Currently reading : interview with Hebari

interview with Hebari

22 February 2013

Author : maxime-buechi


What does Hebari mean?

It’s Japanese for skylark, I like the imagery of a light touch and freedom.

Where are you from, what kind of childhood did you have?

I’m from a small country town in Australia called Wagga Wagga, though we actually moved around quite a bit because of my father’s work. I was a typical ADD (Attention Deficit Disorder) child I think; bloody annoying and into everything definitely trouble.

How did you first get into kink?

I was always into sex and bent ideas; I remember reading kinky stories in my father’s penthouse magazines when I was 9 or 10. To be honest that was probably the start of it for me. After that as I grew up I experimented, had sex early all that sort of stuff. By the time I was 16 I left school and headed off to be a roady, that’s where it really kicked off for me. Playing with girls (and boys at the time), I naturally used rope as part of play because it was something I knew a little about. As I got more exposure to kink through the gay leather scene and through clubs like Hellfire, kink and rope specifically became a more regular part of my sex life.

Can you link your kink personality and/or your fantasies to other traits of your personality or personal experiences?

I definitely have a strong and dominant personality, it’s something I’ve had to learn to tone down to give others space. I think that translates into being a top, I don’t really think of myself as a dominant. I’ve also always been quite empathetic, though not always sympathetic. I think empathy has led me to enjoy being a service top, I love taking my partners on a journey and I think empathy is integral to that.

And how did you evolve towards kinbaku especially?

Shibari/Kinbaku is certainly my focus now. My rope was mostly functional/Western for most of my journey to date. Sometime around 2000 I discovered images of Japanese bondage, that lead to copying the ties depicted as best as I could. Eventually I purchased books and videos from Japan and finally took part in workshops with Arisue Go in 2010. That was really the turning point for me, before that it was just about replicating the image, and then the function of restraint for sex or visuals.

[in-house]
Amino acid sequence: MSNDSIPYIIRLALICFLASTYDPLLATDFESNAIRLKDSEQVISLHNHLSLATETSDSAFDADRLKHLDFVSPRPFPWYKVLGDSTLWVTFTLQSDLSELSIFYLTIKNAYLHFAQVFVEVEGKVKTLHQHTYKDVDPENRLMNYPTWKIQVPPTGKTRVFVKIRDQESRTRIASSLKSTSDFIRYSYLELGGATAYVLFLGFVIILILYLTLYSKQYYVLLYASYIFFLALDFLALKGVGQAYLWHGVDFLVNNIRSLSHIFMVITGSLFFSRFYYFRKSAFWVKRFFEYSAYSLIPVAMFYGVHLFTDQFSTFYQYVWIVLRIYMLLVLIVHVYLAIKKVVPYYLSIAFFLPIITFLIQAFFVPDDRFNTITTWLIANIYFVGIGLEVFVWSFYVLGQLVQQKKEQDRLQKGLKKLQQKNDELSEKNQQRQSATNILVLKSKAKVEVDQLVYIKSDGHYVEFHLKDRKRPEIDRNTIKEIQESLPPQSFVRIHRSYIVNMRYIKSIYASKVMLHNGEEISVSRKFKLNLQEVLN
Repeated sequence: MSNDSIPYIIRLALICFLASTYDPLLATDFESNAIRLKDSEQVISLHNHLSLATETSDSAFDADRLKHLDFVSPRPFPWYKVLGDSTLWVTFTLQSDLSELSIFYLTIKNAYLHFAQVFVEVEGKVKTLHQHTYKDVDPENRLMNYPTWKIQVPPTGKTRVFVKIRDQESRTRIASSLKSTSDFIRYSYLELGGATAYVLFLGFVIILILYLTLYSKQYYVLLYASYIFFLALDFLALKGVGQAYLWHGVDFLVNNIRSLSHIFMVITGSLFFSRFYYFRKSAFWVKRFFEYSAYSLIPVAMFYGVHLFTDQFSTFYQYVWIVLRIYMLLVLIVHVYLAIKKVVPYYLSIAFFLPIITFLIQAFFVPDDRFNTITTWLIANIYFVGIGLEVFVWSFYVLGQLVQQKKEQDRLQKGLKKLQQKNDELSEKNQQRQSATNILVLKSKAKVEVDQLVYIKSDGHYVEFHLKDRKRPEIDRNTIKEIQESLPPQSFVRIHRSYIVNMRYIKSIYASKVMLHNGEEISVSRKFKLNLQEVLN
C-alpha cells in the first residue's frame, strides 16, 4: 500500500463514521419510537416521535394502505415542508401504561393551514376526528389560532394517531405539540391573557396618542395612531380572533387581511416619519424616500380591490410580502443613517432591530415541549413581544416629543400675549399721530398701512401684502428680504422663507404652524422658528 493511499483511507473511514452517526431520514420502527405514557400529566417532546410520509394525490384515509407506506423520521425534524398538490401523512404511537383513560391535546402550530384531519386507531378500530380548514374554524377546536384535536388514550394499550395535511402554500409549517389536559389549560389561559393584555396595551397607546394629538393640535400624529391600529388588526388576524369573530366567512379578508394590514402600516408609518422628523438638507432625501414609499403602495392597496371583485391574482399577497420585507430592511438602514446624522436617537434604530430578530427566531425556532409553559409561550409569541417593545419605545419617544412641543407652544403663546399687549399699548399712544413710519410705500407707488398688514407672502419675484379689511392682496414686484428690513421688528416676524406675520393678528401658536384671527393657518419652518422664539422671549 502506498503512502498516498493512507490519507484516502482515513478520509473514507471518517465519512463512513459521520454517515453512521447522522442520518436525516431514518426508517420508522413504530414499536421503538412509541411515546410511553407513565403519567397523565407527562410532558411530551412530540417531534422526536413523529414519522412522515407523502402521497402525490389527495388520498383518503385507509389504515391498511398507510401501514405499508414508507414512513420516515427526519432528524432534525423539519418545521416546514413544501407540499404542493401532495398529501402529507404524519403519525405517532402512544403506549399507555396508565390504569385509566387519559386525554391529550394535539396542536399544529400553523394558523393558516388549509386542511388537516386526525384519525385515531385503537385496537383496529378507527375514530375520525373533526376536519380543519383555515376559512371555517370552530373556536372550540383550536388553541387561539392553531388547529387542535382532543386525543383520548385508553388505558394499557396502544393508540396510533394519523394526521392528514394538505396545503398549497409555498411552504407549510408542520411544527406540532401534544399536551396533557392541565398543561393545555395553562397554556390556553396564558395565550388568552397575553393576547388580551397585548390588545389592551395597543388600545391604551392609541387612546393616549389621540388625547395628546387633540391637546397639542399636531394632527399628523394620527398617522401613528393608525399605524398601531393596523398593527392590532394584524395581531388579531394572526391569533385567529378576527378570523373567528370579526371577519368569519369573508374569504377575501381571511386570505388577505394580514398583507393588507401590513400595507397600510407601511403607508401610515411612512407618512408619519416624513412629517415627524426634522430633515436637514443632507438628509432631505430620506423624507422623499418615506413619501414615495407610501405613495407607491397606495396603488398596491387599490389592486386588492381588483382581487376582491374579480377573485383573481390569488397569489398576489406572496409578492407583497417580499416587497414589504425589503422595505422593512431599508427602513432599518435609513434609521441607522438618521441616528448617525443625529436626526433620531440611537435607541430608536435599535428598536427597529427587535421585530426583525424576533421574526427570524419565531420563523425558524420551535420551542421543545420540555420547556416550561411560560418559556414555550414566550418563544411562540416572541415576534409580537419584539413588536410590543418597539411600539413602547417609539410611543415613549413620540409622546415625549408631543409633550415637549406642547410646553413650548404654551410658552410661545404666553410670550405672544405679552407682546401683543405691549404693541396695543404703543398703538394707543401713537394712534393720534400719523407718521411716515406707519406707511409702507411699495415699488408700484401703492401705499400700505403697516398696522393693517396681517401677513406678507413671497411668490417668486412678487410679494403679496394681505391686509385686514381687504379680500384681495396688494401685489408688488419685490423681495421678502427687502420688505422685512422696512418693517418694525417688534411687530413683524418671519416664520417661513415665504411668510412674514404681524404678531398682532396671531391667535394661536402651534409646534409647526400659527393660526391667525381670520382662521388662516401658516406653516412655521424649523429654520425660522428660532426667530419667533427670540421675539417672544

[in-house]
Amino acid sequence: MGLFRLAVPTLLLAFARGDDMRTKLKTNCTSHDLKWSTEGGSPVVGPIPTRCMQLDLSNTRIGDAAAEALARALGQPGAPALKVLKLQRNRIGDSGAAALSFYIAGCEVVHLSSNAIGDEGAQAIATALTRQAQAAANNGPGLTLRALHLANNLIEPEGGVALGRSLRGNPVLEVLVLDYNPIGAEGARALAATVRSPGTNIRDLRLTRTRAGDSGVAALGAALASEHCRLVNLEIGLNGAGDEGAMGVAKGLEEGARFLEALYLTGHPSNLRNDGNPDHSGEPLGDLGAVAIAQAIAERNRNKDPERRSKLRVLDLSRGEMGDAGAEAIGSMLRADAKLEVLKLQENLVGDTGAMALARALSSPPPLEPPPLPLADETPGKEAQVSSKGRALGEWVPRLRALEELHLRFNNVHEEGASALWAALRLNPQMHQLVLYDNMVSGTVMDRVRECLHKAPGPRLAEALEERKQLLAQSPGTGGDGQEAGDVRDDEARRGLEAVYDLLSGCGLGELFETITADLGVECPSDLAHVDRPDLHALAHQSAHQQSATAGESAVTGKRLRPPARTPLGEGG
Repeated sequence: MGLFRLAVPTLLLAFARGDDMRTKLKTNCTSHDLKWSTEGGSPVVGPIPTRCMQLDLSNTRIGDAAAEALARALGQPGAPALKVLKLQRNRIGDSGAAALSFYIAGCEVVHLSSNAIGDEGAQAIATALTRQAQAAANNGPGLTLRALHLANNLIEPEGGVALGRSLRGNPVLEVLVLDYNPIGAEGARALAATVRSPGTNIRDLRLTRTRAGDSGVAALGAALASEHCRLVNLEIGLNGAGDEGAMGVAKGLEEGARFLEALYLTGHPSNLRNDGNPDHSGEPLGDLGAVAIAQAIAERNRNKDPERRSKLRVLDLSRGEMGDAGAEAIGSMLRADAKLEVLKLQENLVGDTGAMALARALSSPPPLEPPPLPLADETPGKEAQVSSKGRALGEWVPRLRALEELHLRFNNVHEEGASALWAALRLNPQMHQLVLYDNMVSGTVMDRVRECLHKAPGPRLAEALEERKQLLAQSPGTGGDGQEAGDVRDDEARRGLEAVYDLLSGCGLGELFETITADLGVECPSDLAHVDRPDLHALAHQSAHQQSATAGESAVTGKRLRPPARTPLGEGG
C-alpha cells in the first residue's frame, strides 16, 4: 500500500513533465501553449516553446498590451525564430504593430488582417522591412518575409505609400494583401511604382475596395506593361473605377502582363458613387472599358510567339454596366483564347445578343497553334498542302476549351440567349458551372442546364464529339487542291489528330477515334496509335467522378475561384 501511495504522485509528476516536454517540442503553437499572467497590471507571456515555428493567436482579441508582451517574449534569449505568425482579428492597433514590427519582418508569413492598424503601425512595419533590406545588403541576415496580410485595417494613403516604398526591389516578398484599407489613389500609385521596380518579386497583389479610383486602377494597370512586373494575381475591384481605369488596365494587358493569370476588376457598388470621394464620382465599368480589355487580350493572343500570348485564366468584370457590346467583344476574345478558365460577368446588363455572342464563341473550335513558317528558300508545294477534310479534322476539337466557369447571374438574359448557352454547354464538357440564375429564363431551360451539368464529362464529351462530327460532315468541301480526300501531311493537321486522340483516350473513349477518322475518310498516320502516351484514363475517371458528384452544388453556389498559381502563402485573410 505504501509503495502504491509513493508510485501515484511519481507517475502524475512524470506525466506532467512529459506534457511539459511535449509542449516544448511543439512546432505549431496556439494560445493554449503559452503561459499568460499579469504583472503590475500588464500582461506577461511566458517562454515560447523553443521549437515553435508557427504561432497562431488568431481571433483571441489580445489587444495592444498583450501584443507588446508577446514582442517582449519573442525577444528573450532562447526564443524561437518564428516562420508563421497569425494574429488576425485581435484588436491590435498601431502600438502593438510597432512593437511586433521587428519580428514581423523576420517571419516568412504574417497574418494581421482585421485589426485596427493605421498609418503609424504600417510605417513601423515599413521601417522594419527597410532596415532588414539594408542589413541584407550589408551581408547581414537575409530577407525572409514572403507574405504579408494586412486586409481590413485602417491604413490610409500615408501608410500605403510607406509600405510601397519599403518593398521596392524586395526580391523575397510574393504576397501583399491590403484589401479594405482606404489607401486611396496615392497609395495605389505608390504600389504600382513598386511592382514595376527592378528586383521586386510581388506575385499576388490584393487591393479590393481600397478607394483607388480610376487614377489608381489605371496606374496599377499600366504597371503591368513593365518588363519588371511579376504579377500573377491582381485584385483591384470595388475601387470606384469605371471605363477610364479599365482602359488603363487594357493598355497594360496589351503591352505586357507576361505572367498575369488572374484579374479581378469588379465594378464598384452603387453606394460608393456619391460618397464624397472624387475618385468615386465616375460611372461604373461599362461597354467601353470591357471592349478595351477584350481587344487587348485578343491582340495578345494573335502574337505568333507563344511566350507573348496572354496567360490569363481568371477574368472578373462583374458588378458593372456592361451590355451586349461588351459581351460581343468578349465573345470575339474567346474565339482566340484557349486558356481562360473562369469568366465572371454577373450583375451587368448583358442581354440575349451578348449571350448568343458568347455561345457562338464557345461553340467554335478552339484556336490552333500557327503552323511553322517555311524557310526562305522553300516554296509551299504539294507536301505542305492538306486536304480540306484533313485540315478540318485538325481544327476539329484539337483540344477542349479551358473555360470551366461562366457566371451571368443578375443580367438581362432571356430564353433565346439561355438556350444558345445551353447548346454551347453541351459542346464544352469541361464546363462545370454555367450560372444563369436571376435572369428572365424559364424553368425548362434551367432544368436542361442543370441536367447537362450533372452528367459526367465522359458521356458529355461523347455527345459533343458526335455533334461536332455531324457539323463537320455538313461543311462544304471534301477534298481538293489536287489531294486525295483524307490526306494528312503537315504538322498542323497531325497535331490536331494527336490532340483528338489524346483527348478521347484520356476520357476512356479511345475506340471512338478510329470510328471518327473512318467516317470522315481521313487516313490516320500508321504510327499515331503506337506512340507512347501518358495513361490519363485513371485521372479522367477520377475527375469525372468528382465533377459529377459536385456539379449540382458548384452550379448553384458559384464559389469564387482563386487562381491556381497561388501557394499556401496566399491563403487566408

That experience really spurred my interest and now Japanese rope bondage is my preference. I explored more about feel and connection. Studying with the likes of Osada Steve, Satomi and Hajime Kinoko

How did you learn? Who are your main inspirations, and why?

My inspiration has changed a lot over the years; it used to be very visual and now much less so. Images by Itou Seiu and a range of the older nawashi and photographers from the 50s and 60s, along with masters like Nureki Chimuo, Akechi Denki and Yukimura Haruki have all had a big impact on me. Maybe it’s that Shibari is driven by the Japanese view and aesthetic, something that feels very organic and at the same time precise, it’s a real challenge trying to understand another culture in that way.

Now my focus is much more on the connection and what I think of as the quality of the tie, the tension and the way it accentuates the body and mental state of the model. So masters like Yukimura Haruki, Osada Steve, Akira Naka and Kinoko are those who have guided my journey. Also there are Nawashi who are less known in the west such as Shishiwaka, Ero Ouji and Shiganawa Bingo that do amazing work and are incredibly inspiring to me.

What makes a good rigger?

A good rigger is someone that views rope as a craft to be constantly improved on, and someone that has the interest and empathy to take their partner on a journey. For me a rigger is art craftsman, part story teller and part lover.

How important is to you the “artistic” or “cultural” side of BDSM. I mean you perform and organize events, is BDSM something to share or something private?

Both really, a thriving community brings richness and diversity to the world I love. As the community grows people develop their own styles and sufficient numbers allow for events like the Sydney Rope Festival to work, and in so doing provide access to resources previously only available in Japan, locally. So working to grow the community is a big thing for me.